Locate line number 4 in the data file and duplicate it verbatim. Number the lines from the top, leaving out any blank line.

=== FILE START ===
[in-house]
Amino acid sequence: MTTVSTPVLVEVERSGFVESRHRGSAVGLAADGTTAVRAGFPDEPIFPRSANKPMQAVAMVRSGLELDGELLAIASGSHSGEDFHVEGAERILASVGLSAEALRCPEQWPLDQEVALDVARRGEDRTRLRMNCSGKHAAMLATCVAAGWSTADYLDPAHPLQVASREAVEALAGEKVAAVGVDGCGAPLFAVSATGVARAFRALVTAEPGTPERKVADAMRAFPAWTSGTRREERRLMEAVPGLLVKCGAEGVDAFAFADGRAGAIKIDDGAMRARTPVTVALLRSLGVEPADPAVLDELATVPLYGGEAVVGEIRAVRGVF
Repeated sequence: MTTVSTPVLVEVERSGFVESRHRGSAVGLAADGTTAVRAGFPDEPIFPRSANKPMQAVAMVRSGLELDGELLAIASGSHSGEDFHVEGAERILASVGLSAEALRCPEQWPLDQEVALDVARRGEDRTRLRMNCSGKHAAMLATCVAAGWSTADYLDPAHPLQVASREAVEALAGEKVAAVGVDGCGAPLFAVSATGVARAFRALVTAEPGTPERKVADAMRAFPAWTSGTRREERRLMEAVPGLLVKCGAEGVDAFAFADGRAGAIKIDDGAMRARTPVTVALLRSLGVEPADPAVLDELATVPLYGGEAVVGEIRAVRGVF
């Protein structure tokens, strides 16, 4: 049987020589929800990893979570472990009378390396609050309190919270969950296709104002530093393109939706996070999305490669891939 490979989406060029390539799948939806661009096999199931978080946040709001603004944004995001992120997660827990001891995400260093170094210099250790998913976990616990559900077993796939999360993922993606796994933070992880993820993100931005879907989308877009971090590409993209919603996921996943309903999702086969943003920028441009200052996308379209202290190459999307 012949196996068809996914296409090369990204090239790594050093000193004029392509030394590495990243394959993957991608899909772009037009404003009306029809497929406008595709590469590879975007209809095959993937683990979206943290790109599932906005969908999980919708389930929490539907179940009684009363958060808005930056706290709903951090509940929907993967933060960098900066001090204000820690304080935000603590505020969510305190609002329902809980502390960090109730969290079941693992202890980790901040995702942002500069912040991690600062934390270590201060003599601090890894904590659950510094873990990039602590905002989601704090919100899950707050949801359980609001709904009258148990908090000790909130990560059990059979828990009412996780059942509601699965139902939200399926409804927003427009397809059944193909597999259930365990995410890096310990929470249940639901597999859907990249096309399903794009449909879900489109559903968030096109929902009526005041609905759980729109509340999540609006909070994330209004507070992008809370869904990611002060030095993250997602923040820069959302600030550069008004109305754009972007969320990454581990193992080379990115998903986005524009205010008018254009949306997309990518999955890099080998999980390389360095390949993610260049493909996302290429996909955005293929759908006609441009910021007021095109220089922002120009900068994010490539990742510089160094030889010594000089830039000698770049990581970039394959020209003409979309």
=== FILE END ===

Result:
């Protein structure tokens, strides 16, 4: 049987020589929800990893979570472990009378390396609050309190919270969950296709104002530093393109939706996070999305490669891939 490979989406060029390539799948939806661009096999199931978080946040709001603004944004995001992120997660827990001891995400260093170094210099250790998913976990616990559900077993796939999360993922993606796994933070992880993820993100931005879907989308877009971090590409993209919603996921996943309903999702086969943003920028441009200052996308379209202290190459999307 012949196996068809996914296409090369990204090239790594050093000193004029392509030394590495990243394959993957991608899909772009037009404003009306029809497929406008595709590469590879975007209809095959993937683990979206943290790109599932906005969908999980919708389930929490539907179940009684009363958060808005930056706290709903951090509940929907993967933060960098900066001090204000820690304080935000603590505020969510305190609002329902809980502390960090109730969290079941693992202890980790901040995702942002500069912040991690600062934390270590201060003599601090890894904590659950510094873990990039602590905002989601704090919100899950707050949801359980609001709904009258148990908090000790909130990560059990059979828990009412996780059942509601699965139902939200399926409804927003427009397809059944193909597999259930365990995410890096310990929470249940639901597999859907990249096309399903794009449909879900489109559903968030096109929902009526005041609905759980729109509340999540609006909070994330209004507070992008809370869904990611002060030095993250997602923040820069959302600030550069008004109305754009972007969320990454581990193992080379990115998903986005524009205010008018254009949306997309990518999955890099080998999980390389360095390949993610260049493909996302290429996909955005293929759908006609441009910021007021095109220089922002120009900068994010490539990742510089160094030889010594000089830039000698770049990581970039394959020209003409979309």